Here I am with my siblings and parents. We are standing youngest to oldest from the bottom steps going up. That’s me in the middle—fourth from top and from bottom!

Hello writing sisters,

It’s been a while since I touched base with you! First, I was busy devoting extra writing time to my submission for the Vermont College of Fine Arts, where I’ll be attending the post-graduate writing conference in August. I’ve heard so many good things from a number of writing friends about this conference–it’s been on my “wish” list for years! And to make it even sweeter, I’ll be in Sue William Silverman’s workshop–another longtime “wish” on my writing wishlist! (By the way, if you havent yet seen it, be sure to check out Sue’s Vermont College of Fine Arts Lecture “#MeToo: Intimate Politics and Confessional Writing as Resistance.”) After I submitted my packet of writing, I traveled to spend time with my four siblings, my parents, and our families–save for one nephew, we were all together in the same place for the first time in a long time.

I did not take my laptop with me–I wanted to use the time I had with my family to reconnect and hang out. So I intentionally gave myself “time off” from my writing. My brother is also a writer, and he did not take time off from his writing. He brought his laptop and wrote every morning. When I first saw that he was writing my inner critic went a bit wild. But I called on my writing intention and my writing truth, and this helped me to remember who I am as a writer and that I have my own beautiful and, yes, conscious writing practice. This reminded me that my intention to take time off was aligned with my relationship to my writing and was in no way a statement about my worth–or lack of worth–as a writer. It was a hearty lesson in realizing that I can continue to grow as a writer and remain true to my writing even when I am away from my writing!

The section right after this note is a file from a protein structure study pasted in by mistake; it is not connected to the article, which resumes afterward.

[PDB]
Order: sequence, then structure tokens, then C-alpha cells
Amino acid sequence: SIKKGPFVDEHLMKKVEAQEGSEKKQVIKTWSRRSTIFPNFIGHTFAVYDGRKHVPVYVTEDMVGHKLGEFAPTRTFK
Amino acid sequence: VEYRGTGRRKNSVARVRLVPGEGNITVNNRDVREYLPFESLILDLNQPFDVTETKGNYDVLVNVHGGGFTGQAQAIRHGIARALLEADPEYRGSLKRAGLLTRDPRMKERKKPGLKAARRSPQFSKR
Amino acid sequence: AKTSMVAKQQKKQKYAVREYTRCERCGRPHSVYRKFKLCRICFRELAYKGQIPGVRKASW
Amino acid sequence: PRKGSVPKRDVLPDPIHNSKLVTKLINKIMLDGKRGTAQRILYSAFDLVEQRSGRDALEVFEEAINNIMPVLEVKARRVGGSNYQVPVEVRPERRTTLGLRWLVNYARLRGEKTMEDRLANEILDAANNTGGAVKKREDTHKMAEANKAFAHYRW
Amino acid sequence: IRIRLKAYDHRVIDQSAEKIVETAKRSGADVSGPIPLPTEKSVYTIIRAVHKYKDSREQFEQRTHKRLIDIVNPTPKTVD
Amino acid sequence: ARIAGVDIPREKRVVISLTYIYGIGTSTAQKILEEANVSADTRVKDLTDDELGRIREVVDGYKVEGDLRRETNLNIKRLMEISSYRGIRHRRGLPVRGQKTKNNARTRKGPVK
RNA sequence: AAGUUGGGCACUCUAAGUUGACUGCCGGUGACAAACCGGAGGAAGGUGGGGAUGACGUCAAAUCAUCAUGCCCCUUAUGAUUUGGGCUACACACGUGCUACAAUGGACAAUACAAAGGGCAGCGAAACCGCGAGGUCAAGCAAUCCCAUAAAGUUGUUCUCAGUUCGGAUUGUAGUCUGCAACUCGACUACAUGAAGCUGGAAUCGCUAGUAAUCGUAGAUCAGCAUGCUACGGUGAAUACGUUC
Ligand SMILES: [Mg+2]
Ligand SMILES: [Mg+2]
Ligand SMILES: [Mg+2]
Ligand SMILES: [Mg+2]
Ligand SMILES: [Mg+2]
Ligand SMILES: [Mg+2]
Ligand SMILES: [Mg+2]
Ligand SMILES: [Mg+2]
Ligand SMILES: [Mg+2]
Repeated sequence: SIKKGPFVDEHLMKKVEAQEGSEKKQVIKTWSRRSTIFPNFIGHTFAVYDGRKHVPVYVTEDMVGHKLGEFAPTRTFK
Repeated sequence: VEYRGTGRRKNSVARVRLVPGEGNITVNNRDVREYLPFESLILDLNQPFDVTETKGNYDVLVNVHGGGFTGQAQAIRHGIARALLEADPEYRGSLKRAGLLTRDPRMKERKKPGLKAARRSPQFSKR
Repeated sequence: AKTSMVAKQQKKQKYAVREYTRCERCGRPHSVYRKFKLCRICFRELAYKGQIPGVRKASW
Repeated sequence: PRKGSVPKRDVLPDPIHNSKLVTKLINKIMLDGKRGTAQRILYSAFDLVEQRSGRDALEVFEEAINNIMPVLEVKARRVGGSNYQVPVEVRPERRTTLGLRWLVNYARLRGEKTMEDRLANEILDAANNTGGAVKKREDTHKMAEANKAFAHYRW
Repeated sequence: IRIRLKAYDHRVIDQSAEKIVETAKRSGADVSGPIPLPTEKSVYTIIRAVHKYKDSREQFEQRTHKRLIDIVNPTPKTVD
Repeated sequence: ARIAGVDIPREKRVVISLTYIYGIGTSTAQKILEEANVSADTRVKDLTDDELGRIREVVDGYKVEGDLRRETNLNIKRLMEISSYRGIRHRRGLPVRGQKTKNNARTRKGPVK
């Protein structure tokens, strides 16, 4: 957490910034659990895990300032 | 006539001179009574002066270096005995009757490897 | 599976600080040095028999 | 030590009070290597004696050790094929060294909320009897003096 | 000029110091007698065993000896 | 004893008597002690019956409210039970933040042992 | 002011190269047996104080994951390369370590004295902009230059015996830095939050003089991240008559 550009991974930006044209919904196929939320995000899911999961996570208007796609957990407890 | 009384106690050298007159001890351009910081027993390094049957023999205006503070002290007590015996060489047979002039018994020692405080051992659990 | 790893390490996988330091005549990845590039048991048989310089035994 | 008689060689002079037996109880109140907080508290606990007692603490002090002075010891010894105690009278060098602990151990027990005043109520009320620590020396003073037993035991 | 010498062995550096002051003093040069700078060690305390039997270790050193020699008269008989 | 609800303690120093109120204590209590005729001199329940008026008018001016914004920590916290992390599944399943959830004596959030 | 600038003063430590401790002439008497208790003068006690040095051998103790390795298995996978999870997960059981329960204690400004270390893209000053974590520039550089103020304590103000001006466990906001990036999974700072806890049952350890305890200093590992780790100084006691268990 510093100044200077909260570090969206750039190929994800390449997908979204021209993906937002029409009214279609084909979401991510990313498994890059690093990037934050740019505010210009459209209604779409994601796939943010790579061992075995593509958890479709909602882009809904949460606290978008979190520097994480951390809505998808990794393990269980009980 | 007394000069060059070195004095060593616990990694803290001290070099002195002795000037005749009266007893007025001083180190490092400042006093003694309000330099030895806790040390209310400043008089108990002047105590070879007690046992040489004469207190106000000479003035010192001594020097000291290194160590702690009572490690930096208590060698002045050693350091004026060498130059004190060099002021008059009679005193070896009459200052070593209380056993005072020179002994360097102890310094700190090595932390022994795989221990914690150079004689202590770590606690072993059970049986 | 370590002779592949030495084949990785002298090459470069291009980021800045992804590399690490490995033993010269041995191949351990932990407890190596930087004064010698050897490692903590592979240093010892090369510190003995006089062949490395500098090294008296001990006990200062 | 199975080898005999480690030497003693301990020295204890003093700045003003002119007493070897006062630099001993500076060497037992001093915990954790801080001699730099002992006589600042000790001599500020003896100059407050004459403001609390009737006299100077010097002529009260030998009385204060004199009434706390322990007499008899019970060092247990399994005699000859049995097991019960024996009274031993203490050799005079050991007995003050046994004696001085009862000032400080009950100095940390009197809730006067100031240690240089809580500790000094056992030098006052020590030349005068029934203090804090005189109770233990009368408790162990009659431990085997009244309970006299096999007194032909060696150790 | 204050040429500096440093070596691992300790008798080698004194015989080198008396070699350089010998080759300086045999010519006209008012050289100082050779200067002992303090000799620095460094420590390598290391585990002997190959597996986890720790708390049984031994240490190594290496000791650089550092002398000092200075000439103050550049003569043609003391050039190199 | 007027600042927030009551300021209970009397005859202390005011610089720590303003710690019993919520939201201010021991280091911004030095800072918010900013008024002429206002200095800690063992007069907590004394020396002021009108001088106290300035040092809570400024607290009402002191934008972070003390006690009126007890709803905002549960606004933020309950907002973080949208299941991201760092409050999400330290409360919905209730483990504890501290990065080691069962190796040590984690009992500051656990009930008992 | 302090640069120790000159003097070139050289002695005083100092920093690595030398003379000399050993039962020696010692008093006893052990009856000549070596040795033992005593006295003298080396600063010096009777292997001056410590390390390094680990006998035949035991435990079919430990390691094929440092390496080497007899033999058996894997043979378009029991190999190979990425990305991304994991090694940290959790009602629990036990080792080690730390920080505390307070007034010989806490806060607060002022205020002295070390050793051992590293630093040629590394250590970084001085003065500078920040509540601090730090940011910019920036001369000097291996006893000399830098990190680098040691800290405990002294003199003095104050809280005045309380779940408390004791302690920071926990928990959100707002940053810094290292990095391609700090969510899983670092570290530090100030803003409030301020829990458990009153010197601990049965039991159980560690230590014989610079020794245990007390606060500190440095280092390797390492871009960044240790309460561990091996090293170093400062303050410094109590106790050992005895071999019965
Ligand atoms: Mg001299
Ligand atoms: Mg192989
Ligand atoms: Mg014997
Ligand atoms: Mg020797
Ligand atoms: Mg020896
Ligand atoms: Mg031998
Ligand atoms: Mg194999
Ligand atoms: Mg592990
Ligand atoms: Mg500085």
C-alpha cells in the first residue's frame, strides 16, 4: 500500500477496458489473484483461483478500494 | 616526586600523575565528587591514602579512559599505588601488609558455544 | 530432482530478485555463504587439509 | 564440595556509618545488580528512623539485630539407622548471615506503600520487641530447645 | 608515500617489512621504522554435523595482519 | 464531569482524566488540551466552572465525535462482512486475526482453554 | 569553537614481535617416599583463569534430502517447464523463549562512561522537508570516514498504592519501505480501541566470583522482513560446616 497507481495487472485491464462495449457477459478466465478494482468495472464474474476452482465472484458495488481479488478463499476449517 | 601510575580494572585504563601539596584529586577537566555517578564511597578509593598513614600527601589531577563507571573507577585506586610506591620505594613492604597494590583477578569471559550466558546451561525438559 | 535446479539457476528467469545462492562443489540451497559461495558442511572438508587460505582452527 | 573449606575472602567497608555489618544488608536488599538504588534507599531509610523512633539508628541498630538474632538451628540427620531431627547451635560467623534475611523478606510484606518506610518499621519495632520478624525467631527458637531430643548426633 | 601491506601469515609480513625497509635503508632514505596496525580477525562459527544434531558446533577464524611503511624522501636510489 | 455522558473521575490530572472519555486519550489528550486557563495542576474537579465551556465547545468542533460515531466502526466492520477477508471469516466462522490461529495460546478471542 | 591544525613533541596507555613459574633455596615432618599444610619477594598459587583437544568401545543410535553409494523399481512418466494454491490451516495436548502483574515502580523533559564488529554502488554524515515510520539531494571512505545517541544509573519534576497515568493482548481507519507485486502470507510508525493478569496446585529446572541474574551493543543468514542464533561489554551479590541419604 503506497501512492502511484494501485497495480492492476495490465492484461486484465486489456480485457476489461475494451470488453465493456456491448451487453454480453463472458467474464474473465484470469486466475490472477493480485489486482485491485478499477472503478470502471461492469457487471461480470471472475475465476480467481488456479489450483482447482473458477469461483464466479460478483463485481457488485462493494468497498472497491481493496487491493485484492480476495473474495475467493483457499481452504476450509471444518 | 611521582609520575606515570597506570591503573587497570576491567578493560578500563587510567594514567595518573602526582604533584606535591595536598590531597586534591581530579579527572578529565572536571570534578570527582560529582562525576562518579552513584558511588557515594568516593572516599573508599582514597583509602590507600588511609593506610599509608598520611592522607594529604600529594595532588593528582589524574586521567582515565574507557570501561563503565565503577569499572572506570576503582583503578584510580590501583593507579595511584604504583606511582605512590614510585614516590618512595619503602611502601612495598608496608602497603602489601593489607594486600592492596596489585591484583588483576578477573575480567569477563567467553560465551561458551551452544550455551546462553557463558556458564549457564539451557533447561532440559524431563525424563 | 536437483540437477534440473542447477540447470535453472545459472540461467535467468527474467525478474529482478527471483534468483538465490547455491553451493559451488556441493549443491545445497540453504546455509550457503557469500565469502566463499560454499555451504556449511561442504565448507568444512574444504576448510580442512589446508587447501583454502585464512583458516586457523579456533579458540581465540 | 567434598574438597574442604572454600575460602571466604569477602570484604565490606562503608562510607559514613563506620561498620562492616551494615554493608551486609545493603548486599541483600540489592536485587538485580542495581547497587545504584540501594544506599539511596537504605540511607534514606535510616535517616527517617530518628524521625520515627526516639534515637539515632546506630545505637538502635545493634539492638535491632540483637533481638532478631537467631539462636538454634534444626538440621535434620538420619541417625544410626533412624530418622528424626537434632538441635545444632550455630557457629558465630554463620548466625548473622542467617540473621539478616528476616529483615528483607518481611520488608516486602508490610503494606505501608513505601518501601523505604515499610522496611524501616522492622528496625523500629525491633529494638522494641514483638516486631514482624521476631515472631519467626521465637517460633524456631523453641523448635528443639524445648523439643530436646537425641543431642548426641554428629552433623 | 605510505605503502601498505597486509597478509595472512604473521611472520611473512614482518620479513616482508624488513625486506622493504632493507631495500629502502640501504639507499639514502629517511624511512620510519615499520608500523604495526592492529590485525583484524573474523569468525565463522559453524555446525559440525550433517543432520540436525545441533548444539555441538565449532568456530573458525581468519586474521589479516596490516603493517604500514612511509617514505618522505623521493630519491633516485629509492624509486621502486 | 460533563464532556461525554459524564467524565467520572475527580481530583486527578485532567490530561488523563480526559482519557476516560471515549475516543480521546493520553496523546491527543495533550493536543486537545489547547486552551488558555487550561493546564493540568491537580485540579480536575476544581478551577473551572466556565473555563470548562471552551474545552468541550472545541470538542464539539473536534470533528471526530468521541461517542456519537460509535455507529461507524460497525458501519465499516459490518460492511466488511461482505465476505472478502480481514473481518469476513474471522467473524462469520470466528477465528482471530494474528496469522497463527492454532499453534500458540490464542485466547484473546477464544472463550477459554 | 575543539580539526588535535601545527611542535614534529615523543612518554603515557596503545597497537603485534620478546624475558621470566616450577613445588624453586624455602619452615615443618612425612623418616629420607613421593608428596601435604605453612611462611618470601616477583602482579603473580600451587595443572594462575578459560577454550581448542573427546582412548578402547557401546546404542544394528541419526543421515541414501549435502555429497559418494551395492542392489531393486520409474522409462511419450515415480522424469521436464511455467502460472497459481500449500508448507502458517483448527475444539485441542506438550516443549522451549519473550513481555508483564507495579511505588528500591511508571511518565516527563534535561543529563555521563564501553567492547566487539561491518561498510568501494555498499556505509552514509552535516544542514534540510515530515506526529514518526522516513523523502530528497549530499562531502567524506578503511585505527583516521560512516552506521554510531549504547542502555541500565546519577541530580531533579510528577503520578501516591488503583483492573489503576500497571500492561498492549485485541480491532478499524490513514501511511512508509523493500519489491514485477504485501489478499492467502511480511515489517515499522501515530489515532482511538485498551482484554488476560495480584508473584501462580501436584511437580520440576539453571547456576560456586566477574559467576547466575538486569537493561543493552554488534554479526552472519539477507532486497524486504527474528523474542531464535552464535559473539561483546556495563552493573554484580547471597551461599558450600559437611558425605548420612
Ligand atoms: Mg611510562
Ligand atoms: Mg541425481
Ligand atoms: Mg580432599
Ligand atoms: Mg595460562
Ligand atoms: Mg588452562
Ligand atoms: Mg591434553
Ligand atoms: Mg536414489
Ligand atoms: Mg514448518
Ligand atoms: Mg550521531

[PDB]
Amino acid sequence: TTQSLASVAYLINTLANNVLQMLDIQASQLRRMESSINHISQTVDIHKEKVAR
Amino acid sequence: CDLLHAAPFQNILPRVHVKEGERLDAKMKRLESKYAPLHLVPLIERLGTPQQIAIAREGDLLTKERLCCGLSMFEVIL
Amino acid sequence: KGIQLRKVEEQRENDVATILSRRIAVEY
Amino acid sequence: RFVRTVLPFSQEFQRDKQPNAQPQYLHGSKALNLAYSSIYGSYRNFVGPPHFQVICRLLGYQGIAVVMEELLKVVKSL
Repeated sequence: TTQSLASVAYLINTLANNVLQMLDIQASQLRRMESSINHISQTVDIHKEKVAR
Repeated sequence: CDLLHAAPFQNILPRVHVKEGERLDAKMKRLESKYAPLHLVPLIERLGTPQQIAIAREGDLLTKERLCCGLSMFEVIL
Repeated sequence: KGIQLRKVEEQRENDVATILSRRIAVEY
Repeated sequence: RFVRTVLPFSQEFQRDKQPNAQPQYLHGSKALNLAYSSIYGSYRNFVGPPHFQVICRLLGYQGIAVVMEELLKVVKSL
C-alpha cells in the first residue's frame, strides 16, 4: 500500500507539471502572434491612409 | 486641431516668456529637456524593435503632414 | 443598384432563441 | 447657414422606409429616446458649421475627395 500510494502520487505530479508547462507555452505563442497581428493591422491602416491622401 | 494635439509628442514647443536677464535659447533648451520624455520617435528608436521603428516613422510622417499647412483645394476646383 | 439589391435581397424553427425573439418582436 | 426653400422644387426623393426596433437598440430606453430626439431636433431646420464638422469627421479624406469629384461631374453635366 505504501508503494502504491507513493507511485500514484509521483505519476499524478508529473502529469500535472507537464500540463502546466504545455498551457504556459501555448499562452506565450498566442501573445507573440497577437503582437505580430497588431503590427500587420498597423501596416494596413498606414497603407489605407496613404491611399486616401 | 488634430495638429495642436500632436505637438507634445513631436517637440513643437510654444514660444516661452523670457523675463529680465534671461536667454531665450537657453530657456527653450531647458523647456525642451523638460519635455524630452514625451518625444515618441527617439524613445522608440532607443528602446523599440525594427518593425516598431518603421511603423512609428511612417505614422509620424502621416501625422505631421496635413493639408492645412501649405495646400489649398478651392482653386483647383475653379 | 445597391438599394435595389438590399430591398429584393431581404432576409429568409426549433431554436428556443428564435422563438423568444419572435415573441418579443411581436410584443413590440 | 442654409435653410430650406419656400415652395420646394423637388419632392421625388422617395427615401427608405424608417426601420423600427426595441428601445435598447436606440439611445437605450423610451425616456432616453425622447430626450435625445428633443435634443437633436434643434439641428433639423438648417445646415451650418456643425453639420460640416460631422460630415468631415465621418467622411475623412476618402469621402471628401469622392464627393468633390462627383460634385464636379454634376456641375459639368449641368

After time away from my writing, I find that it takes me more time to pick up where I left off, and so these past few days back at my desk I have been giving myself space to ease back into my writing. Over the years I’ve come to think of this “easing back in time” as part of my writing process. Whereas I used to set goals for my first day back at my desk, I’ve found that giving myself time to simply get reacquainted with my work works best for me. In the past, before I incorporated this “ease back in time” into my process, I would get all jammed up with discouragement –and oh how my inner critic would jump on that band wagon! Now I enjoy this “reacquaintance time” much the way I enjoy reconnecting with an old friend.


How about you? How do you return to your writing after time away? What’s worked for you? What hasn’t? Let us know in the comments if you like, and we can all learn from each other’s experiences.

Much writing love, M

P.S. Want to hang out with a warm and supportive group of writing sisters? Writing Women’s Lives Academy hosts a free private Facebook Group called the Writing Out Loud Sisterhood. Come join us here!

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